Friday, June 03, 2005
In the wake of Mark "Deep Throat" Felt's coming-out party, our venerated colleague Billmon argues that, contrary to the lamentations of lefty bloggers, there is in the Bush era no dearth of heroic whistleblowers prepared to sacrifice career and reputation in pursuit of the truth (viz Richard Clarke, Sibel Edmonds, Ray McGovern, Scott Ritter, Paul O'Neill, Joseph Wilson). Heretical enough for you? Try this on for size:
Even the corporate media, for all its fawning cowardice, hasn't been as derelict as blog rhetoric would paint it. The Watergates of our time have been covered -- yes, timidly and halfheartedly, not to mention incompetently, but not nearly as timid and halfhearted and incompetent as the Nixon-era media establishment, which left the Post hanging out there, almost entirely alone, for almost a year before reluctantly accepting that the original Watergate was a real story that had to be covered.Unlike past scandals, the crimes of the Bush administration are right out there in plain view for anyone to see. Yet there's been no official investigation; "justice has not been done, and isn't likely to be done in our lifetimes." How come?
Elsewhere, former White House counsel John Dean admits that it cost him a hundred smackers when Woodward and Bernstein confirmed that Felt was their secret source. Call it sour grapes, but Dean remains skeptical on a number of points: why, for example, did Felt, who was in a position to know better, gave Woodward so much inaccurate and/or misleading information?
What the health of the Republic requires, in other words, may not be a new crop of leakers and whistleblowers, or a fresh young generation of Woodwards and Bernsteins -- or even a more independent, aggressive media. What it may need is a new population (or half of a population, anyway), one that hasn't been stupified or brainwashed into blind submission, that won't look upon sadistic corruption and call it patriotism, and that will refuse to trade the Bill of Rights for a plastic Jesus and a wholly false sense of security.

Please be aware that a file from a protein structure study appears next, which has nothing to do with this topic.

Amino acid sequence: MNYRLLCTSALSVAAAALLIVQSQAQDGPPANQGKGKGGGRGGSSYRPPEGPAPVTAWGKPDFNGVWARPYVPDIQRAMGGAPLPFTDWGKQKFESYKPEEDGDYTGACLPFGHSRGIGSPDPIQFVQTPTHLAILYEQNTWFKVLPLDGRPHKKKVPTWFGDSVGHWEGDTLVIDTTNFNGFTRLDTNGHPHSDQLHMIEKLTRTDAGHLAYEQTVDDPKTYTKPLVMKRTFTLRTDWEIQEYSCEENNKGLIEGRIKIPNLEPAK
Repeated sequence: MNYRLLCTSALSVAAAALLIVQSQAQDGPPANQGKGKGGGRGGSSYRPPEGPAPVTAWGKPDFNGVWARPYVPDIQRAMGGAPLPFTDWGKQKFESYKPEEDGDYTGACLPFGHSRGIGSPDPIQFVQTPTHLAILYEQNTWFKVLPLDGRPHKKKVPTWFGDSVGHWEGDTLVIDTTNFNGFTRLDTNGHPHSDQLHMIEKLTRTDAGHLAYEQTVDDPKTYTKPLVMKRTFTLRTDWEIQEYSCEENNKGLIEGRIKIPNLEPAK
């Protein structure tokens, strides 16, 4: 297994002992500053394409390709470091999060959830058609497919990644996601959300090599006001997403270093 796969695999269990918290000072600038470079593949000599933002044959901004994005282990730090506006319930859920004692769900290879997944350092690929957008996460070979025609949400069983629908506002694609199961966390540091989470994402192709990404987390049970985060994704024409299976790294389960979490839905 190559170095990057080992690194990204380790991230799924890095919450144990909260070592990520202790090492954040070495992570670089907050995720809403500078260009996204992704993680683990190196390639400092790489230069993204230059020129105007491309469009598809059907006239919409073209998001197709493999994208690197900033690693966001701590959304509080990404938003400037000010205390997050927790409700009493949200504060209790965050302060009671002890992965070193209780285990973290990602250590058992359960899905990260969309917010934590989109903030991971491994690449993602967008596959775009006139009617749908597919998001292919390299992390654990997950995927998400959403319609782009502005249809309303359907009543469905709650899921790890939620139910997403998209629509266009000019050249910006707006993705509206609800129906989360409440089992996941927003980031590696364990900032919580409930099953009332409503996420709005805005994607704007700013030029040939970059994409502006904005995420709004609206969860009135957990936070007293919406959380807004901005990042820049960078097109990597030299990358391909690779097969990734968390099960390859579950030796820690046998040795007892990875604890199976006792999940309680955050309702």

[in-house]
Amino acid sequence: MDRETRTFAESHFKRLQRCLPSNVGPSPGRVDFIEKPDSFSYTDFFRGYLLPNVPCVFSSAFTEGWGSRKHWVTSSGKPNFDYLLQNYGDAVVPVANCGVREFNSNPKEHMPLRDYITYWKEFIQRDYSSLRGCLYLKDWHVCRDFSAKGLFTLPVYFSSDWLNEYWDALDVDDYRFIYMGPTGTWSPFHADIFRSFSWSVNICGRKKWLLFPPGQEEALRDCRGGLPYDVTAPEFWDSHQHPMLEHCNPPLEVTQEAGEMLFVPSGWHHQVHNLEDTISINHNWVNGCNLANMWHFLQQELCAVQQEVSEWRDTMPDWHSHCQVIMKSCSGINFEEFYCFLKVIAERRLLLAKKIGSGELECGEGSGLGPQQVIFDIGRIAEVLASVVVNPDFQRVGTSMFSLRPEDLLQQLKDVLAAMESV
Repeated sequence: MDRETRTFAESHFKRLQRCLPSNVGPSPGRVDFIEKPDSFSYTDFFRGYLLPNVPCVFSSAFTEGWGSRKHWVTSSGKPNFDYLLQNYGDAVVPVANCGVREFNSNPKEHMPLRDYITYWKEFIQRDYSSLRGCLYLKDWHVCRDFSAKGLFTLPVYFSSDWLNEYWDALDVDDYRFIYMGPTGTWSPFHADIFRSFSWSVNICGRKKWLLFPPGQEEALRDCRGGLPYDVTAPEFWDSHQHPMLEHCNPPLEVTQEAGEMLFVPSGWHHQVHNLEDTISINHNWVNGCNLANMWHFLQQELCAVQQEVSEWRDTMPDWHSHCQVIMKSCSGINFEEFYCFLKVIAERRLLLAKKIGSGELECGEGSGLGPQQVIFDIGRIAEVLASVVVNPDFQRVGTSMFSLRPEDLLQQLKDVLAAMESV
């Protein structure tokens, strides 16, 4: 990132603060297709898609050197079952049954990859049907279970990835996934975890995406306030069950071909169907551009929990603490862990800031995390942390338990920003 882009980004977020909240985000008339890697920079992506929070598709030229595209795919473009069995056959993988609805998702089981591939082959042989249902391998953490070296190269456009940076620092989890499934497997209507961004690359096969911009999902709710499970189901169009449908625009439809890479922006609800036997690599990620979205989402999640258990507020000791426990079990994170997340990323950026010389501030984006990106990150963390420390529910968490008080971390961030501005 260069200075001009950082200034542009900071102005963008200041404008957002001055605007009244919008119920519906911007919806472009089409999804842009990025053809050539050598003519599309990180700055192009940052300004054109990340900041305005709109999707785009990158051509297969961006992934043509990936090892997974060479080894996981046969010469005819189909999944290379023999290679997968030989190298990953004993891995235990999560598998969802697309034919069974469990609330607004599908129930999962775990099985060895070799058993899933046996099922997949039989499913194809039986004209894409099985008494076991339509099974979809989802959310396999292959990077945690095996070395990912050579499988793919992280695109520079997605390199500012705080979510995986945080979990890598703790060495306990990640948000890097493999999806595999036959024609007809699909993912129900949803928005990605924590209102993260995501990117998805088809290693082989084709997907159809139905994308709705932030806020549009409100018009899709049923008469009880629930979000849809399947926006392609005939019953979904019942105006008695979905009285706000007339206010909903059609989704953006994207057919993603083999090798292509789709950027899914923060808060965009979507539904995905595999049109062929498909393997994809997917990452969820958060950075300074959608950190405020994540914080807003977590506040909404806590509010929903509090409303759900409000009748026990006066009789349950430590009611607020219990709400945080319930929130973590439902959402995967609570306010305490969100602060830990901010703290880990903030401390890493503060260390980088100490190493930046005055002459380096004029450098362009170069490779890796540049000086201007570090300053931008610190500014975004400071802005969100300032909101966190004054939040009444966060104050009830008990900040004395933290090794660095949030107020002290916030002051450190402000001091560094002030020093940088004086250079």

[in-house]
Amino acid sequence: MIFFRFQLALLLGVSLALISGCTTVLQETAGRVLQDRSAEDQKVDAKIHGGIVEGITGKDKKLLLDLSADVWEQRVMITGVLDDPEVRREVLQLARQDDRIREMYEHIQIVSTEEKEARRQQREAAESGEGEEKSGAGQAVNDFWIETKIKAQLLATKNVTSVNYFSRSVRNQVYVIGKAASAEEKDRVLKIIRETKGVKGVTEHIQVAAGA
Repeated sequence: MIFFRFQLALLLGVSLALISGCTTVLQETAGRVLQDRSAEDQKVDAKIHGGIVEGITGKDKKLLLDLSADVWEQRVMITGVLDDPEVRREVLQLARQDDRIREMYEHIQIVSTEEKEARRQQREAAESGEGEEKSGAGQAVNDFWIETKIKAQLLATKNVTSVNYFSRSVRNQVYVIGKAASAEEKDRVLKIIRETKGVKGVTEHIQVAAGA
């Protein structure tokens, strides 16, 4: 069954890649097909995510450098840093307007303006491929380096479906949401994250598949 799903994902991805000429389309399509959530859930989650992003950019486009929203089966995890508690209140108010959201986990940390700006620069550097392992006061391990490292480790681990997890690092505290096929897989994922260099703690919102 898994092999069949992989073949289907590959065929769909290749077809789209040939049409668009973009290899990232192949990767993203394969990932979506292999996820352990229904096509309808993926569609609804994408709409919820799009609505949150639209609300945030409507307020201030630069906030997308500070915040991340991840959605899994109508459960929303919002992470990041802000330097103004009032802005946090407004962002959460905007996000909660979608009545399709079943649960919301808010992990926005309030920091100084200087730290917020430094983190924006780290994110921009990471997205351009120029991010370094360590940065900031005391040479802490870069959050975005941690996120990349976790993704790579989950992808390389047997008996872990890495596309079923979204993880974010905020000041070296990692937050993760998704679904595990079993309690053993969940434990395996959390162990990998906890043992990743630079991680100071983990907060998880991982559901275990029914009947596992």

- Bush's crimes are more deeply embedded in his presidential war powers than Nixon's were (although heaven knows Nixon also tried to hide behind those same powers.)
- One party rule has choked off investigations armed with the subpoena power to go where journalists and the ACLU cannot tread.
- The administration's cunning use of extra-territoriality and military secrecy has made it vastly harder for any would-be Judge Siricas to pierce the veil of executive privilege.
- Last but hardly least, the weapons of information warfare in the Bush White House propaganda armory are infinitely more subtle, powerful and effective than the Nixon stonewall . . . .
That's a much taller order than asking the Gods to send us another Deep Throat -- or even a Luke Skywalker. It's also not an easy thing for liberals, with their old-fashioned faith in democracy, to face: That the Evil Emperor might have a majority (a narrow one, but still a majority) on his side. But a truth isn't any less true for being politically unpalatable.
As my Appendix shows, the quality of Felt's information -- at least as reported so far and what is found in All The President's Men -- is of questionable value, given the amount of misinformation. It seems it was Felt's position alone that gave Woodward, and in turn, Woodward's editor at The Washington Post, Ben Bradlee, confidence in pursuing a story that other news organizations initially largely ignored. (Initially, Bradlee only knew Woodward had a source who was a high official in the Department of Justice - and Bradlee did not learn more until after Nixon had resigned) . . . .Dean also maintains that Felt must have had one or more accomplices in the FBI. Can he win that C-note back?
We still need to know much more about Mark Felt's activities, not to mention his accomplices, to understand the Byzantine workings of the FBI of that era. I hope Bob Woodward will answer these questions -- about which he has knowledge -- sooner rather than later, while there is still interest in the story. For it is information that is as uniquely relevant today -- with the current White House hell-bent on returning the presidency to the imperial status it occupied before Watergate.